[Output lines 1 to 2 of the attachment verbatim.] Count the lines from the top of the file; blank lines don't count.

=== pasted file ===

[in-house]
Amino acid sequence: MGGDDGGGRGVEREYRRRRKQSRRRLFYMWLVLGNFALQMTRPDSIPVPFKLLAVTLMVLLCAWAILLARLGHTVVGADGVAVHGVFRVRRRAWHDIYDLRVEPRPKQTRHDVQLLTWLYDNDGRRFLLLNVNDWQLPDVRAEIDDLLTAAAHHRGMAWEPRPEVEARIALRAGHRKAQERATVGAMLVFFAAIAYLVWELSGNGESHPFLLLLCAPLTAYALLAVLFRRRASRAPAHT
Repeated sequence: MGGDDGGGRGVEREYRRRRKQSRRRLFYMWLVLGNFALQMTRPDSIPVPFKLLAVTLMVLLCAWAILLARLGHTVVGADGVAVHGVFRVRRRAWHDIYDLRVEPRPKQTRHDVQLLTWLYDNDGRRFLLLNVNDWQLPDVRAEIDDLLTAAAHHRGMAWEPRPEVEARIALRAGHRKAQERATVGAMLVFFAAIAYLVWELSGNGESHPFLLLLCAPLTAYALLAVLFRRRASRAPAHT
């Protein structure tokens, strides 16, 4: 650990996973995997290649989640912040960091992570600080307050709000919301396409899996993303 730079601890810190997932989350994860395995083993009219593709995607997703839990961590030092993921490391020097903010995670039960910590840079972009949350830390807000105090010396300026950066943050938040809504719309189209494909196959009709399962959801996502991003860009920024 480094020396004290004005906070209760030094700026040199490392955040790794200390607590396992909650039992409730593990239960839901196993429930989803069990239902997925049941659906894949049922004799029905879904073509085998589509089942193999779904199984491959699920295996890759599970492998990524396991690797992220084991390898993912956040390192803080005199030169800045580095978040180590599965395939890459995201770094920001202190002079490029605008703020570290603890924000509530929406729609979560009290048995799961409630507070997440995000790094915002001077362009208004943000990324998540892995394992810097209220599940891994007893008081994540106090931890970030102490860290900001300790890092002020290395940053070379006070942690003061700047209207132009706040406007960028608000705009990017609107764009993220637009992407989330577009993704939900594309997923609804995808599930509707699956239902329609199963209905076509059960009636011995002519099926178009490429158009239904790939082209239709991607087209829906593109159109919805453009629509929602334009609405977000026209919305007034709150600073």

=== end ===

[in-house]
Amino acid sequence: MGGDDGGGRGVEREYRRRRKQSRRRLFYMWLVLGNFALQMTRPDSIPVPFKLLAVTLMVLLCAWAILLARLGHTVVGADGVAVHGVFRVRRRAWHDIYDLRVEPRPKQTRHDVQLLTWLYDNDGRRFLLLNVNDWQLPDVRAEIDDLLTAAAHHRGMAWEPRPEVEARIALRAGHRKAQERATVGAMLVFFAAIAYLVWELSGNGESHPFLLLLCAPLTAYALLAVLFRRRASRAPAHT